To the Editors of the Echo:
I read with interest Lydia Fanning’s ’20 article, “Not quite riots: hallway mazes, school myths, and a short history of student protests at Colby,” in the November 10 edition of the Echo. She is quite correct in stating: “A quick search in the Echo archives for Colby riots returns exactly zero hits.” A more thorough search does not bring much else. But, despite the dearth of references in the Echo, the Colby archives, and the official college histories, there was a violent riot at Colby involving considerable smashing, burning, and rock-throwing by several hundred students. This did not occur in the turbulent 60s or 70s, but back in the relatively quiet, complacent 1950s—the early days on Mayflower Hill. One of the alumni who witnessed the event, now in his 80s, described it to me as “a very ugly night.”
On May 30, 1956, just before midnight (as reported in the Morning Sentinel, the Lewiston Journal, and the Boston Globe), an angry group of male students hung an effigy representing the faculty from the campus flagpole, set it on fire, and burned the rope off the flagpole for good measure. Thus began the riot. Others began pitching rocks and some 31 windows were reported smashed. The crowd grew to more than 200 and moved on to what was then the women’s end of campus and regrouped at what is now the Mary Low parking lot, presumably where they could be seen and heard from the President’s House. With female students reportedly “egging them on” from their windows, the mob tore the wooden shutters from the lower floors of Mary Low, Coburn, Woodman, and Foss (all the dorms once had wooden shutters) and made a large bonfire. Three hours later, the group finally dispersed. No one was injured and there were no arrests.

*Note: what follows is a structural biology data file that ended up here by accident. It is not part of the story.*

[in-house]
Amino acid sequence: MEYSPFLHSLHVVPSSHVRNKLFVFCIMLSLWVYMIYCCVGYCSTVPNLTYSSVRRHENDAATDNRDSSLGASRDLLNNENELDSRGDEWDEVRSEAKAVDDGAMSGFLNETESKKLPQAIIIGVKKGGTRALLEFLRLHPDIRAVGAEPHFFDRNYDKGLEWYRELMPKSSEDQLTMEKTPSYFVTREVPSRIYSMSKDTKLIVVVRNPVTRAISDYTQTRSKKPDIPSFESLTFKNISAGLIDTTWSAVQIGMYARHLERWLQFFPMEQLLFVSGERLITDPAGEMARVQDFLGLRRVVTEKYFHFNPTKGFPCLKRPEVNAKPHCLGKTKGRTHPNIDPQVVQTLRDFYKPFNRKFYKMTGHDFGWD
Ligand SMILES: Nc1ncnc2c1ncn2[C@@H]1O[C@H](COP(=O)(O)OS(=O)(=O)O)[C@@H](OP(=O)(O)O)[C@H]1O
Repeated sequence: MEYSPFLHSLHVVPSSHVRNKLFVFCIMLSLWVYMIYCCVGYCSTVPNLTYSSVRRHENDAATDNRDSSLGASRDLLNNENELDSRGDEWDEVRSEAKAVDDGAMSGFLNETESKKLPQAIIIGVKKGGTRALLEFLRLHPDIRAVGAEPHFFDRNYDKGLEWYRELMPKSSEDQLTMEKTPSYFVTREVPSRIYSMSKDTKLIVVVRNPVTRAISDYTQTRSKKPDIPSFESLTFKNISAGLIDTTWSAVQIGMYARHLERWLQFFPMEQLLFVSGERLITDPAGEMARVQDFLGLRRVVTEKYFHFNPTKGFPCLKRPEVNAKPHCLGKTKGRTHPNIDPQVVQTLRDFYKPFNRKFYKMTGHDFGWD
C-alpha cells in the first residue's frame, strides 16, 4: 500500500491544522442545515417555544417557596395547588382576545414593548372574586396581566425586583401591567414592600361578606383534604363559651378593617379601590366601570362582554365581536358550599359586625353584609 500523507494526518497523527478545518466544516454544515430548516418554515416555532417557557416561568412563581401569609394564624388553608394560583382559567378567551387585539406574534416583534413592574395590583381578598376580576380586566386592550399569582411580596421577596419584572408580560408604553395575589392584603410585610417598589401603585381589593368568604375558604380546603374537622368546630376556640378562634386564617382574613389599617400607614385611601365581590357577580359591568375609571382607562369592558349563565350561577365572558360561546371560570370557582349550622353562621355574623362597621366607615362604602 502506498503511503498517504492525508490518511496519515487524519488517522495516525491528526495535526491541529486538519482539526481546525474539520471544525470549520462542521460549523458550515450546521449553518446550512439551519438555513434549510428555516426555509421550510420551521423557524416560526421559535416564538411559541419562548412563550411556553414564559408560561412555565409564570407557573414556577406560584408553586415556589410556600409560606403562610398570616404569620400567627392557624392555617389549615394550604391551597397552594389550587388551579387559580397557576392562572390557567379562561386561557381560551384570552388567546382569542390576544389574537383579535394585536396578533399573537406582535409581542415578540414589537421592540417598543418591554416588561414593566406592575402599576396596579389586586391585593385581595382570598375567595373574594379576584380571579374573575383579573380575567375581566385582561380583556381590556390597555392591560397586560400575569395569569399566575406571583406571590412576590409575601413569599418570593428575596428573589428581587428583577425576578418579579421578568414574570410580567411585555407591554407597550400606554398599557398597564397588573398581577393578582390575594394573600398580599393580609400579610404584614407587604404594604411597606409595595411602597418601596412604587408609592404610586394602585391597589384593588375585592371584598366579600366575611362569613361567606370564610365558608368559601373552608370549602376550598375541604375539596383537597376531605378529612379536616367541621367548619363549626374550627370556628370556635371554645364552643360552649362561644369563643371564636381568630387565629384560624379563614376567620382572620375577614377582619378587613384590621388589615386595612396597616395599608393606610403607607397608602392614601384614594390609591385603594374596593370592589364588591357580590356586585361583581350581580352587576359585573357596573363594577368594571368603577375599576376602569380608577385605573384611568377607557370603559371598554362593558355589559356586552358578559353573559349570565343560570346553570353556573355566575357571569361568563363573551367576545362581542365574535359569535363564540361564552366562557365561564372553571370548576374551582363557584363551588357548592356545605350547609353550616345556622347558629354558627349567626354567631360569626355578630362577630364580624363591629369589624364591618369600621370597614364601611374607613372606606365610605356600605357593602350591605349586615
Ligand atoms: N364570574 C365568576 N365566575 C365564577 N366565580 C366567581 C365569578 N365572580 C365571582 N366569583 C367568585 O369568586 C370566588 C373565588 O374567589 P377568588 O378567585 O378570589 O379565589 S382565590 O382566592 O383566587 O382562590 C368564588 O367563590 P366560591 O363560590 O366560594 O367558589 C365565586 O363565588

What could have caused this riot? Baseball. The 1956 Colby nine had a great season, finishing 10-3-1 and earning their first invitation to the prestigious NCAA Tournament. The Tournament coincided with the week of final exams, however, so the team had to petition the Faculty for permission to delay their examinations for a week. The Faculty swiftly shot down this request, barring the team from participating in the Tournament. The team members and their supporters were furious, and touched off the only known riot in Colby’s history.
Why was this student riot not reported in the Echo? It took place after the last issue of the Echo had been printed for the semester; the next issue wouldn’t be printed until the following September. By then it was old news. Timing is significant in reporting events – an important caveat in searching any archive. Why this riot is not mentioned in the official Colby histories is another matter, and well worth investigating.
-James Merrick, Colbiana Coordinator, Special Collections, Miller Library